The 2021 PUBG Global Championship is set to return in almost two weeks and the PUBG world is beyond excited. Thirty-two teams from around the world will compete in an almost entirely LAN event over a month to determine who will be World Champion. Over the next two weeks leading up to the event’s start on November 18, more preview articles will be published surrounding the other regions and other PGC-related things. It is time to evaluate the region that houses the best team in the world, Europe.
Player To Watch: Rex
Heading into PGC, there are a lot of reasons to be excited about the team. Despite a good start to 2021, the team got better as the year went on. They did the same thing last year though they fell short of making PGI.S. On top of that, they have a young, exciting roster. By the time PGC is over, Danawa could be this year’s equivalent of Zenith Esports from PGI.S.
When people talk about Danawa, the conversation always starts with Seoul and Salute. These two are one of the best duos in all of Asia. Across all four PCS and PWS events this year, they totaled 293 kills and 59,860 damage. The only duo that was better than them, Pio and Inonix from Gen.G. Danawa presents an elite duo that should not be trifled with under any circumstance. What is behind them is even more discussion-worthy though. The final three members of this roster all present different skill sets. Rex has more fragging potential, but he has more inconsistency than the other options. LeClo is a more supportive player who won’t do anything crazy, but will do a lot of things to a good level. Lastly, there is YunJong who provides more leadership in the game. Danawa can field any combination of the three and perform well, though the most successful ones included Rex.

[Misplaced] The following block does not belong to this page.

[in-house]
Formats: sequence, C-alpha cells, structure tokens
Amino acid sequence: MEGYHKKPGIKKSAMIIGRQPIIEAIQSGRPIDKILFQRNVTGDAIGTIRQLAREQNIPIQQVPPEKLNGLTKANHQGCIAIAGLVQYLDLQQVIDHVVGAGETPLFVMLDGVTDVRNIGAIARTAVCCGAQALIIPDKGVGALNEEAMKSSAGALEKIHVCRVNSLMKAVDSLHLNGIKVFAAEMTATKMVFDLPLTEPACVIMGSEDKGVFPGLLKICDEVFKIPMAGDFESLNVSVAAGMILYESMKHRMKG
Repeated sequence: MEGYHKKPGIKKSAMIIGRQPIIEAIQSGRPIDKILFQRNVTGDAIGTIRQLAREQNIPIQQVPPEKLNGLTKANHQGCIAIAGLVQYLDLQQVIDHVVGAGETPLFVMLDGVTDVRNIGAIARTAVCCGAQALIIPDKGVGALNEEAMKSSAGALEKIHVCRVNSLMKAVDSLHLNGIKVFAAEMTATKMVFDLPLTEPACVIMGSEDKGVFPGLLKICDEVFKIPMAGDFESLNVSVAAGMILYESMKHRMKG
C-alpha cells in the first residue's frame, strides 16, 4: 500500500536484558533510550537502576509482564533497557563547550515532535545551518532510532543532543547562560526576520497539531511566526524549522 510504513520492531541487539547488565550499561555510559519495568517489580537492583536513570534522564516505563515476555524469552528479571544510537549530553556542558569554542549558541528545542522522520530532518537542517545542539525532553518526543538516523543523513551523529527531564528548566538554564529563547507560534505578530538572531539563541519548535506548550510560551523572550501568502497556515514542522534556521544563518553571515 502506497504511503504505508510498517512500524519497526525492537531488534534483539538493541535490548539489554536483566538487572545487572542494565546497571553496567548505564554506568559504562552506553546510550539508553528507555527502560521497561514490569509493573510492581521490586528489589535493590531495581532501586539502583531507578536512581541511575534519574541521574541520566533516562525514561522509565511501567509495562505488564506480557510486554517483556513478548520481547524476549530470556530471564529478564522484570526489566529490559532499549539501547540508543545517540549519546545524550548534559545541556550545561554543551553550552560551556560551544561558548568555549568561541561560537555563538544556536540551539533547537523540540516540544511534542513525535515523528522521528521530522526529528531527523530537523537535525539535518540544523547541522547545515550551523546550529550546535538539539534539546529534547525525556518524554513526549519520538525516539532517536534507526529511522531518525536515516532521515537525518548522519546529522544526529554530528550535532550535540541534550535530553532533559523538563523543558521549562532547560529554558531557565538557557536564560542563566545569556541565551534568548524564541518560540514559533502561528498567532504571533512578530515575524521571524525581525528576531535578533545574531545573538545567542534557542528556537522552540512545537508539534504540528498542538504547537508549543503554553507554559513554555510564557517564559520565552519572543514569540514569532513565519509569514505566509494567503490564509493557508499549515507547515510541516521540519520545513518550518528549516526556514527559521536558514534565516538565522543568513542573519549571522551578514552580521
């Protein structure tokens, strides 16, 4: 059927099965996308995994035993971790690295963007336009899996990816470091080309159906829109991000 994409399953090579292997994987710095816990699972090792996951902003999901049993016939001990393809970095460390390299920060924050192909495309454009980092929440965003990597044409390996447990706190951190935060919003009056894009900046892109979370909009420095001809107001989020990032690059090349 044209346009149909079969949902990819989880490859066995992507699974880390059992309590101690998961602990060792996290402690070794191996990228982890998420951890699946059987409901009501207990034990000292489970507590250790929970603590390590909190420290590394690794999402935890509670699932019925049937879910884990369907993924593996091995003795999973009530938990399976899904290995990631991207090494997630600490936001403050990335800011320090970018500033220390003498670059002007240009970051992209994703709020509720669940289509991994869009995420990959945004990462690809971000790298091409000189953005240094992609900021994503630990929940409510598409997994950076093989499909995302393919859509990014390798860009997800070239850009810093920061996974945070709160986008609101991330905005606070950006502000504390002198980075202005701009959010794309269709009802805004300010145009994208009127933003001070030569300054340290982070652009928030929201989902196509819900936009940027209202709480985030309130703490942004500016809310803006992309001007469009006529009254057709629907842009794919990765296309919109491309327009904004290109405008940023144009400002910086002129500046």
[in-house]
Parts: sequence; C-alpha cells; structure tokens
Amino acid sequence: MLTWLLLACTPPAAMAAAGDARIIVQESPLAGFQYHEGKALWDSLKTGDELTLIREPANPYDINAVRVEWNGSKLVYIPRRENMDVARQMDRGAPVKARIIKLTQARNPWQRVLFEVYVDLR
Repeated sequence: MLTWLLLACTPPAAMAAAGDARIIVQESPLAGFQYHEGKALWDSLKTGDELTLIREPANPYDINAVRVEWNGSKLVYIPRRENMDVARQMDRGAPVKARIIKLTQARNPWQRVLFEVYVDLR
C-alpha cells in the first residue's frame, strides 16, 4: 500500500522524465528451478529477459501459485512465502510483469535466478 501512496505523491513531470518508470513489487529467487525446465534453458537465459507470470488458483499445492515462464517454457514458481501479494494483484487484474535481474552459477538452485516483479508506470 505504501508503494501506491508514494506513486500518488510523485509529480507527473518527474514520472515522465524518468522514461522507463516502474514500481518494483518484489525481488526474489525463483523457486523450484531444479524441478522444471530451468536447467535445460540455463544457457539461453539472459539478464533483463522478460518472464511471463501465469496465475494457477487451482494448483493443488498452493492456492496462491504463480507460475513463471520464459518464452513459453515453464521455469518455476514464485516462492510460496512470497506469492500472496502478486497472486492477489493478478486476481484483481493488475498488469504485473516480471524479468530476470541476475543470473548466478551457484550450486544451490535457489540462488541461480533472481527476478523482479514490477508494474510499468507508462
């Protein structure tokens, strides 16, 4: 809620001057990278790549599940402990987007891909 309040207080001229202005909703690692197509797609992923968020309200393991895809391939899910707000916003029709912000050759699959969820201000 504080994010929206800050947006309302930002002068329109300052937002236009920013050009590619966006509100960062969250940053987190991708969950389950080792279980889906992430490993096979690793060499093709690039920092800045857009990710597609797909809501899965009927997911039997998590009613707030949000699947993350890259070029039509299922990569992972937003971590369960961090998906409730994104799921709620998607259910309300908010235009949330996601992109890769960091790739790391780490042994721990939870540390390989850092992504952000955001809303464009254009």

Danawa e-sports are one of PGC 2021’s sleeper teams. They were never the best team in Asia, but they were always hovering around the conversation following the top. They have two amazing players that have a good supporting cast around them. The main knock against them is their lack of LAN experience. None of the players have played in a global LAN before, others played on LAN domestically when the PKL still existed. If Danawa enters with no LAN jitters, they could very well be in contention to lift the trophy by the tournament’s end.
Enter Force.36 (E.36)
Player To Watch: Pureboy
Throughout 2021, no Japanese team was better than Enter Force.36. That is largely because of the roster moves they made during the year. The most important move they made by far was signing long-time IGL Starlord away from Korea. He has not only provided them with his signature fragging power as an IGL, but also a strong veteran presence. Surrounding him is a mix of Japanese and Korean talent. His former VSG teammate Indigo is not too far behind him statistically on this roster. Pureboy and amonot round out this roster as talented, young Japanese fraggers who have promise.